Captain Charles Fitzclarence

Royal Fusiliers

14th October 1899
Charles FitzClarance, V.C.

    The Victoria Cross was awarded to this officer for three distinct acts of bravery during the siege of Mafeking. On October 4, 1899, Captain FitzClarence,  with his squadron of the Protectorate Regiment, which consisted of only partially-trained men who had not before been under fire, went out to render assistance to an armoured train, sent out from the town. The Boers were numerically far superior, and the position began to look very serious for the squadron, who at one time were completely surrounded. Captain Fitzclarence, however, handled his men in so splendid a manner, and inspired them with such confidence by his calm bearing and personal courage, that they succeeded in relieving the armoured train, and inflicted, besides, a severe loss on the enemy, accounting for fifty killed and a great number wounded, the moral effect of which had a most important bearing in later actions with the enemy. Again, on October 27, 1899, he led a night sortie and attacked the enemy's trenches. A hand to hand combat ensued with the bayonet, and the enemy were driven out with great loss. He was the first in the trench, and killed four Boers himself with his sword. Major-General R. S. S. Baden-Powell, in command at Mafeking, reported that but for the personal bravery and dash of this officer, the attacks would have been failures, with heavy loss of life and prestige on our part as a result. On December 26, 1899, Captain FitzClarence was conspicuous for his spirit, leading and bravery during the action at Game Tree, near Mafeking, in which engagement he was severely wounded through both legs.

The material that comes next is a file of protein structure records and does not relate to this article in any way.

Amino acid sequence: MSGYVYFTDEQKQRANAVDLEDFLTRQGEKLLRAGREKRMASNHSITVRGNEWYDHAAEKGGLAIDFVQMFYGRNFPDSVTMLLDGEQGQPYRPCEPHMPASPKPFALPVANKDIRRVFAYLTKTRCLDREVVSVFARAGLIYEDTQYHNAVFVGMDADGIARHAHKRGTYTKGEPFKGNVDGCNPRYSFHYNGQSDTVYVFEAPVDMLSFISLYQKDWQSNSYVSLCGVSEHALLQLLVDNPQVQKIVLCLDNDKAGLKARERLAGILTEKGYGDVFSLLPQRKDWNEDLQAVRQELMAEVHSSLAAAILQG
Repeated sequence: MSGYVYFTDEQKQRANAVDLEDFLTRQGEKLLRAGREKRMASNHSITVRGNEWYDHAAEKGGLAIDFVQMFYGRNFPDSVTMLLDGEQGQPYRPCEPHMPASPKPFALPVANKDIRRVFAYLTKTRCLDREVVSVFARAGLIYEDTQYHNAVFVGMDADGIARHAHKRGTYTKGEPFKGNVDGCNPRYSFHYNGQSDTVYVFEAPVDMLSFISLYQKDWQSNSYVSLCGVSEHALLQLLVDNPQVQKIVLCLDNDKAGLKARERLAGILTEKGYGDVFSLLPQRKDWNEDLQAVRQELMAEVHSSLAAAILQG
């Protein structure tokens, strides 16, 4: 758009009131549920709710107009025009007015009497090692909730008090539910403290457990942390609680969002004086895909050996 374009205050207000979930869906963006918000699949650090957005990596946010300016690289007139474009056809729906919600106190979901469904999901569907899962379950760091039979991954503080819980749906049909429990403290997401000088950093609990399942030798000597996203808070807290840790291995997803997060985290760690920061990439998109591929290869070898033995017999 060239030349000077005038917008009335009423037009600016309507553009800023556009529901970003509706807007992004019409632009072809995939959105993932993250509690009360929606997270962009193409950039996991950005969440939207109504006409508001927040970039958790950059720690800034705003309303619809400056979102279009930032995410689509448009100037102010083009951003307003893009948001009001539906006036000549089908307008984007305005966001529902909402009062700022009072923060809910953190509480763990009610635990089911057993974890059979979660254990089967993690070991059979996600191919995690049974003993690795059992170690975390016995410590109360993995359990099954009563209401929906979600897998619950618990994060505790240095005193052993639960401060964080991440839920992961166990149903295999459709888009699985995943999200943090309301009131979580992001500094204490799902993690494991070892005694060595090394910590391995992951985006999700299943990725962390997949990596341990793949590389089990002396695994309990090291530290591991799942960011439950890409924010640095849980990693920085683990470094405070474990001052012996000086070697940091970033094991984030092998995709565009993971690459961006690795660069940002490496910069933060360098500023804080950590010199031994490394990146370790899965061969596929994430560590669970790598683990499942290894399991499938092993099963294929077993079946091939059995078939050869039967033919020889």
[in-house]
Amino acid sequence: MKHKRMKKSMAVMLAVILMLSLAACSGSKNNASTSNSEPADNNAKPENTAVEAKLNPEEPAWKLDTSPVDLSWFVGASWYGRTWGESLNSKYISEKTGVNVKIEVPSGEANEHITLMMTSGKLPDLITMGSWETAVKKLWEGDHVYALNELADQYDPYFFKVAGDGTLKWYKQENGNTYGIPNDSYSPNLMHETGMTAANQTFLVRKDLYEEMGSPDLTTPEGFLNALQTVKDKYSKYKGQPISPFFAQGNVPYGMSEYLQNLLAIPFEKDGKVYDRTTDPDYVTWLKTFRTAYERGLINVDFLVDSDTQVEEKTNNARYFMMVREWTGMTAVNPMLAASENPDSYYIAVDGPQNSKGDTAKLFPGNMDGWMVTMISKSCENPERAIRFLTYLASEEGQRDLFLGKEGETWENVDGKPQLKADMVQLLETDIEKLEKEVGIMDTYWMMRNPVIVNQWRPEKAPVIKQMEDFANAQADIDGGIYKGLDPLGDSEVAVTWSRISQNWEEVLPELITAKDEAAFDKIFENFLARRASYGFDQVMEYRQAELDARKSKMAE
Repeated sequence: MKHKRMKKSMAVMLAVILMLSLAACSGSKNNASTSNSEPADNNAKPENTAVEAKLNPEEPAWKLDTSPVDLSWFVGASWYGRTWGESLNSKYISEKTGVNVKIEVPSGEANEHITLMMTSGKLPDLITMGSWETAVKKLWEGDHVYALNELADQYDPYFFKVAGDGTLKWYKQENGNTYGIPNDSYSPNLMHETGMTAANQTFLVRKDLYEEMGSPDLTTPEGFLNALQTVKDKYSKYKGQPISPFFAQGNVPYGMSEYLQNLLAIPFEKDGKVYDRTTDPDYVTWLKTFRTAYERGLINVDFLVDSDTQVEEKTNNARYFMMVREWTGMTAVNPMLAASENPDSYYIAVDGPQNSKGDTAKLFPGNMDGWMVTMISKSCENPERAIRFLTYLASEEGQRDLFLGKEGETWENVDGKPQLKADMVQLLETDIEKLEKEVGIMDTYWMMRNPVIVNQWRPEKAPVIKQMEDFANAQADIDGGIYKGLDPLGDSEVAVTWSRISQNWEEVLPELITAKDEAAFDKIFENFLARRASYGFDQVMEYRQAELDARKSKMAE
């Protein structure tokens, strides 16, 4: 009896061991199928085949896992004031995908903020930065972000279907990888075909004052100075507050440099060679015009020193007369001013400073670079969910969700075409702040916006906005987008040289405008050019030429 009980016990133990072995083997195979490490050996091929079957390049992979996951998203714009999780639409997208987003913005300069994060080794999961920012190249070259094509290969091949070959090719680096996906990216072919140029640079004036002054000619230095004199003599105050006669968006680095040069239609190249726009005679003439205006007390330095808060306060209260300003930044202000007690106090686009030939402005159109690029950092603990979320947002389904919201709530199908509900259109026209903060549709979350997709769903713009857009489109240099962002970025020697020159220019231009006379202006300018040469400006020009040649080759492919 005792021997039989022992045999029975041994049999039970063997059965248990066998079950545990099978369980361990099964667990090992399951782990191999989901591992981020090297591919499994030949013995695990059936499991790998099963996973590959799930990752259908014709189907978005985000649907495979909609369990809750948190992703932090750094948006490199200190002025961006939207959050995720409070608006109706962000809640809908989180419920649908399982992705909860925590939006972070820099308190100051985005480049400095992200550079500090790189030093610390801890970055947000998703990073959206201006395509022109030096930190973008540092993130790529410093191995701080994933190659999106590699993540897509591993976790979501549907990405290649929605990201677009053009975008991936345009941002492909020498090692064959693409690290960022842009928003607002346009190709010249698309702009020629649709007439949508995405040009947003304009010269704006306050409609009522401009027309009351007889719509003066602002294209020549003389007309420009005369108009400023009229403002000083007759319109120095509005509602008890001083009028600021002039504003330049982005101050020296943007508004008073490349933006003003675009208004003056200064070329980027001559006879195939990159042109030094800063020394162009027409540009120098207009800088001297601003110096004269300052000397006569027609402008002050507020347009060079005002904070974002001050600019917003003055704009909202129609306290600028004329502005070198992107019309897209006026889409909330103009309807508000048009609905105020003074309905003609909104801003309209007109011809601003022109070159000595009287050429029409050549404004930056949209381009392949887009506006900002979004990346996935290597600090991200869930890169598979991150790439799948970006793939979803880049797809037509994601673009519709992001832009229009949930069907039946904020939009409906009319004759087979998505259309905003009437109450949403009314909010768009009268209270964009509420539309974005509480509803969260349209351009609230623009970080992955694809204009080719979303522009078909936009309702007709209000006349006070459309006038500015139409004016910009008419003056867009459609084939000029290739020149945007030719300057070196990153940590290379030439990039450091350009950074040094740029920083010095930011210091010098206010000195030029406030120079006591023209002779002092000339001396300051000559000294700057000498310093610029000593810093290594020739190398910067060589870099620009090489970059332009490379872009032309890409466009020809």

Born on May 8, 1865, Major FitzClarence is the son of Captain the Hon. George FitzClarence, R.N., third son of the first Earl of Munster. Educated at Eton and Wellington College, he entered the Royal Fusiliers November 10, 1886, serving for some years with the Egyptian Army, but the investment of Mafeking, in which he so greatly distinguished himself, was his first active service. In October, 1900, he was transferred to the Irish Guards, being, in the following month, promoted Major by brevet. He later served as a Staff College officer, and  Major of Brigade at Aldershot.

12th November 1914
Brigadier General Charles FitzClarence VC,  Commanding 1st Guards Brigade, General Staff and Irish Guards.  Killed in Action, age 49.  Husband of Mrs. V. FitzClarence, of 12, Lowndes St., Belgrave Square, London. At "the most critical moment" of the Battles of Ypres 1914 (on the 31st October), he directed the counter-attack of the 2nd Worcesters which recaptured Gheluvelt. Remembered with honour Ypres (Menin Gate) Memorial


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